In a federal lawsuit filed in Springfield, a man claims he was forced to endure repeated assaults and unwanted sexual advances inside the Rushville Treatment and Detention Facility.
The facility, which is operated by the state Department of Human Services, houses about 500 people designated as dangerous sex offenders under the Illinois Sexually Violent Persons Act.
People who fit under this category are those determined by the court to have a mental disorder that makes it probable they will engage in sexually violent acts.
Court documents state that Michael Mulder, who filed the federal lawsuit, was committed to the Rushville facility for aggravated criminal sexual abuse involving a 10-year-old victim and aggravated unlawful restraint in Clinton County.
In the court complaint, Mulder says that he has been assaulted twice by different roommates. Furthermore, he claims that officials ignored his repeated concerns about sexual abuse and harassment, and even threatened him for complaining about attacks by others also being held in the facility.
“Defendants…have deliberately engaged in the acts of requiring [me] to have and maintain a roommate that is known to them to be a sexually violent person and sexually violent while in their custody,” Mulder says in the lawsuit.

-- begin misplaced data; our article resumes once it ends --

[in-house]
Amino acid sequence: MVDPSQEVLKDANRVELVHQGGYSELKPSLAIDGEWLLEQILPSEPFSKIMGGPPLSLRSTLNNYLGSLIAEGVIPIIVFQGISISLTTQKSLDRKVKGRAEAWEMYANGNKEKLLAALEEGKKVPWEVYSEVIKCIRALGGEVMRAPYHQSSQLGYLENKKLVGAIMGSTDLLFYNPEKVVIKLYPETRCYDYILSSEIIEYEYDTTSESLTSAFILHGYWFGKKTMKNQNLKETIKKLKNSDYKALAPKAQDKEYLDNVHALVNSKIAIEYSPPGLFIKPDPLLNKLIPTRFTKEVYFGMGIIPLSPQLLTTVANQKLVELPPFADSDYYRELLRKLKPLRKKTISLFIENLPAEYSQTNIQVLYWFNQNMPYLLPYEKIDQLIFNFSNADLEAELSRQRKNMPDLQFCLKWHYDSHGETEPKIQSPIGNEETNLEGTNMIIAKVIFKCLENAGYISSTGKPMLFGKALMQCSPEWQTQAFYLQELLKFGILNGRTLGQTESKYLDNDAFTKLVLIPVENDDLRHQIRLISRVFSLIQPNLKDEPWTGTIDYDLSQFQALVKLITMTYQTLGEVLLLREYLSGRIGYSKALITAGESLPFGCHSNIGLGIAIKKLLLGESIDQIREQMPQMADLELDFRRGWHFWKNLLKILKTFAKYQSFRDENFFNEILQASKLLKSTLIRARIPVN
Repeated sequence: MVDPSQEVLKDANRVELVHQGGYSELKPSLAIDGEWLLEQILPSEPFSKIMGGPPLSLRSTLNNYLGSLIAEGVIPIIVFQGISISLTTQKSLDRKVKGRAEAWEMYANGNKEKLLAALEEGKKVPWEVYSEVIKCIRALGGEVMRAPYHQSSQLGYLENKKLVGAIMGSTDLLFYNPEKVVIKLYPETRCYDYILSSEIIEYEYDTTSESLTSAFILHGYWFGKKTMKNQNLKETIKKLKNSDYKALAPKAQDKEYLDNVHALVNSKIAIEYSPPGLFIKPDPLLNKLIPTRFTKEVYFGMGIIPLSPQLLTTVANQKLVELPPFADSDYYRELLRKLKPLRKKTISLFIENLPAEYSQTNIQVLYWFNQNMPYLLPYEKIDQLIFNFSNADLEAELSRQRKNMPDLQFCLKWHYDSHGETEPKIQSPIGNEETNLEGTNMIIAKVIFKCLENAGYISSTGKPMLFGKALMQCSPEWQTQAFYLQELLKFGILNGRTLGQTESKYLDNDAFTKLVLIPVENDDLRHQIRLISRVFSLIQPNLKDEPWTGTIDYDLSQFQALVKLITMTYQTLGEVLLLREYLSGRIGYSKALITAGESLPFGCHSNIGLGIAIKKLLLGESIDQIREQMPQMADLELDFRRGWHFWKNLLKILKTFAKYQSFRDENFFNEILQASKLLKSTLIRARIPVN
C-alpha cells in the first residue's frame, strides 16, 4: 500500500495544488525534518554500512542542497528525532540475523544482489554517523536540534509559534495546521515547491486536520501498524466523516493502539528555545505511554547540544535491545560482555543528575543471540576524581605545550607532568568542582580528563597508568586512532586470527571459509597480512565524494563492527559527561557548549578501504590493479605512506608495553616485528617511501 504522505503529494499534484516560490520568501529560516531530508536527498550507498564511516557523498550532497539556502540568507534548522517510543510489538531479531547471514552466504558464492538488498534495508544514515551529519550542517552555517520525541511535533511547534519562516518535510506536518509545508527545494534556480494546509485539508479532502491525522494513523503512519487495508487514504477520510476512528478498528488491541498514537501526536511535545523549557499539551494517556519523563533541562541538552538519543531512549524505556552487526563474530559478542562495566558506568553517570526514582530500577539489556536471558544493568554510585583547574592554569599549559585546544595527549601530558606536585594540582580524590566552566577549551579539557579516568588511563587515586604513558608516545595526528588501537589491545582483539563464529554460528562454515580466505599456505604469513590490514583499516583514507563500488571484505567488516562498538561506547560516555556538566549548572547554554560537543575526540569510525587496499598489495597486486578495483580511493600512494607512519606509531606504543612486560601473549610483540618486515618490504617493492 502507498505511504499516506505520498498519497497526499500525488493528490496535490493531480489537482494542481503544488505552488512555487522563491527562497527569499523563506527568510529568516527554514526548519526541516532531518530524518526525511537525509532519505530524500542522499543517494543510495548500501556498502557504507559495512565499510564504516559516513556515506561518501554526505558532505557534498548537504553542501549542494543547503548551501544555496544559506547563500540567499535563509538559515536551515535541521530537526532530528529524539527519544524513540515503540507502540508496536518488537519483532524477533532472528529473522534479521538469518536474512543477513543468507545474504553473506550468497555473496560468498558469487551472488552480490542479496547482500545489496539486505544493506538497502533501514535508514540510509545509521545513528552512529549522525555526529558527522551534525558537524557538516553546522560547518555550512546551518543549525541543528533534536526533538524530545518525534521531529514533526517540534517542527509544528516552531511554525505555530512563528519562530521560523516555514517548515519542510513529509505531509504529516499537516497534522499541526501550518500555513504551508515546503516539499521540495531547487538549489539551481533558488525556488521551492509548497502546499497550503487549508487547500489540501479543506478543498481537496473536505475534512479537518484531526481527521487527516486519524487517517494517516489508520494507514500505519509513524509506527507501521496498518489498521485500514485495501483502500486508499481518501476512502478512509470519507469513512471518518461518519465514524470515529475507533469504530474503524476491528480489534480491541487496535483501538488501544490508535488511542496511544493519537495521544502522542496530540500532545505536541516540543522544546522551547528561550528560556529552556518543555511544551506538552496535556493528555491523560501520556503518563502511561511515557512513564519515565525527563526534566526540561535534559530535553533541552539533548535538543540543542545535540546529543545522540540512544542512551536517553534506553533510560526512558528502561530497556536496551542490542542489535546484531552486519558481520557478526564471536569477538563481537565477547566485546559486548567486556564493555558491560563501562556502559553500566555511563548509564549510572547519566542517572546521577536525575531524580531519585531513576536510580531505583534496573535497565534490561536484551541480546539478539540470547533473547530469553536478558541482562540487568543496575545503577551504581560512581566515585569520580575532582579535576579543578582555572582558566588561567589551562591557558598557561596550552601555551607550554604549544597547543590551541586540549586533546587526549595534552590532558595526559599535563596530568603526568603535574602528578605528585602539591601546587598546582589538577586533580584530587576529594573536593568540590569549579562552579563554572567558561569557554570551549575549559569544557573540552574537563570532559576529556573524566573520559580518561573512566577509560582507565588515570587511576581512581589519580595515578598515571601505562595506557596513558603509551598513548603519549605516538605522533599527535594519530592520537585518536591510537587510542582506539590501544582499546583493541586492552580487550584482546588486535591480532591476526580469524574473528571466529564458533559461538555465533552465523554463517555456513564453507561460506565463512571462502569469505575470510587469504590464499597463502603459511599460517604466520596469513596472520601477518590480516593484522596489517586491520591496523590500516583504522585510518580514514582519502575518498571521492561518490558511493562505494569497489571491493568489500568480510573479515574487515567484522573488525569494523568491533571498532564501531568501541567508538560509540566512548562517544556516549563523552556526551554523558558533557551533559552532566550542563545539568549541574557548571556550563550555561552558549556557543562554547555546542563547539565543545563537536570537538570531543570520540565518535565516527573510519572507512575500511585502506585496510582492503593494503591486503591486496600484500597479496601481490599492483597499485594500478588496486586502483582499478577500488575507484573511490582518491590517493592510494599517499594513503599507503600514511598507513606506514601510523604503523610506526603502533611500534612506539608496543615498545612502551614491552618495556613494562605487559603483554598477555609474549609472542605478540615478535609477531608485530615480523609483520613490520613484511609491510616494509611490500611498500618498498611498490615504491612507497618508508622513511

Mulder goes on to say that, “Making this situation worse is the fact that the defendants then engage in acts of punishment and retaliation or threat-making when you complain about being sexually assaulted.”
Mulder names at least 18 people who he says should have somehow intervened. Included in that list are security officers and counselors.
Mulder also said that internal security investigator James C. Clayton warned Mulder that if he pressed any charges, he would be charged with making false allegations, and that he would be sent back to prison.
According to the complaint, Clayton called Mulder a “known homo” who “deserved what [he] got.”
Mulder noted that he has been a victim of sexual abuse since he was 6 years old, and that these events have resulted in him being committed to the facility. He also argued that the incidents within the facility have caused him further emotional trauma; however, his requests for treatment for Post-Traumatic Stress Disorder were ignored.
Jacksonville Journal Courier reports that the lawsuit asks for $1 in both compensatory and punitive damages and for “permanent relief preventing any further abuse or retaliation” against himself or others.